Cell lineage analysis with somatic mutations reveals late divergence of neuronal cell types and cortical areas in human cerebral cortex.

bioRxiv : the preprint server for biology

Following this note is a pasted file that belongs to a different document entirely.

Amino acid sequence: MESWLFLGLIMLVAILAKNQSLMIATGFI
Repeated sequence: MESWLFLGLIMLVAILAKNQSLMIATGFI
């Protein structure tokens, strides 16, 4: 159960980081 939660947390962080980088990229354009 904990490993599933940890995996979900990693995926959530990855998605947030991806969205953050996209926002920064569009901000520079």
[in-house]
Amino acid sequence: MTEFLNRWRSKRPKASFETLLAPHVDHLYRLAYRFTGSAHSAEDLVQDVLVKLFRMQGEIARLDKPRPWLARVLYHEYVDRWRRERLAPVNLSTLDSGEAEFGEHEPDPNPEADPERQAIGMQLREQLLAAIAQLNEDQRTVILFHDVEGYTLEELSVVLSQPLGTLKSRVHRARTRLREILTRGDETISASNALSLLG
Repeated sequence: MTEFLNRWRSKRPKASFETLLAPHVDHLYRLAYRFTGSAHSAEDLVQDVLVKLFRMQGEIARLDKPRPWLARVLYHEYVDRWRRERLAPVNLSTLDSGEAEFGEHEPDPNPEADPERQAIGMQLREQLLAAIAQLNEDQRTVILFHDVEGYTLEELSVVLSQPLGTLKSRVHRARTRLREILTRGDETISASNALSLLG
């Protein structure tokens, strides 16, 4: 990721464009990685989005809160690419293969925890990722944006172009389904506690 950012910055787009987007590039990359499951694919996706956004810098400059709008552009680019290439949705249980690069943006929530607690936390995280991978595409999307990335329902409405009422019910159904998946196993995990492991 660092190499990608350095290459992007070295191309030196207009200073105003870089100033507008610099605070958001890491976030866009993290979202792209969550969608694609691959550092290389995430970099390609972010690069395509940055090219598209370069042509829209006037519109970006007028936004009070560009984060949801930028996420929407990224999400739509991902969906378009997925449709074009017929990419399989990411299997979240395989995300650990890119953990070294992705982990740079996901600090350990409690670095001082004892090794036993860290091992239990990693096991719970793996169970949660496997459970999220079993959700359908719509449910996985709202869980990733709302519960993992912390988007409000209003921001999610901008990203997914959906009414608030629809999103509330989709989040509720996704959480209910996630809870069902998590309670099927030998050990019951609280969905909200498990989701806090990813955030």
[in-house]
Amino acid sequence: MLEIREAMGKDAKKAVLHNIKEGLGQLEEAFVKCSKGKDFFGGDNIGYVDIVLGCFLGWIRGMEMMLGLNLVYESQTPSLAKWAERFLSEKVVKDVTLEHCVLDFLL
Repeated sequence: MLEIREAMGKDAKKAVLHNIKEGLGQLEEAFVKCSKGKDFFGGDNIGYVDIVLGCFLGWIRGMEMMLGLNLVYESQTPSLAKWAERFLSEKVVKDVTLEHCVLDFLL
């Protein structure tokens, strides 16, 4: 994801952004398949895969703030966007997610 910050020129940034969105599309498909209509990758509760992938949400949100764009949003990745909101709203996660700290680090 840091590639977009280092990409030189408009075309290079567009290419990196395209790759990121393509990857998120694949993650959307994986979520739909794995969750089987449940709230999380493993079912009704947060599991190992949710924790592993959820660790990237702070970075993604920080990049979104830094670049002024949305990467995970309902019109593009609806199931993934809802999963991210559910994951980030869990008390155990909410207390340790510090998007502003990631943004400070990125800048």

The mammalian cerebral cortex shows functional specialization into regions with distinct neuronal compositions, most strikingly in the human brain, but little is known in about how cellular lineages shape cortical regional variation and neuronal cell types during development. Here, we use somatic single nucleotide variants (sSNVs) to map lineages of neuronal sub-types and cortical regions. Early-occurring sSNVs rarely respect Brodmann area (BA) borders, while late-occurring sSNVs mark neuron-generating clones with modest regional restriction, though descendants often dispersed into neighboring BAs. Nevertheless, in visual cortex, BA17 contains 30-70% more sSNVs compared to the neighboring BA18, with clones across the BA17/18 border distributed asymmetrically and thus displaying different cortex-wide dispersion patterns. Moreover, we find that excitatory neuron-generating clones with modest regional restriction consistently share low-mosaic sSNVs with some inhibitory neurons, suggesting significant co-generation of excitatory and some inhibitory neurons in the dorsal cortex. Our analysis reveals human-specific cortical cell lineage patterns, with both regional inhomogeneities in progenitor proliferation and late divergence of excitatory/inhibitory lineages.

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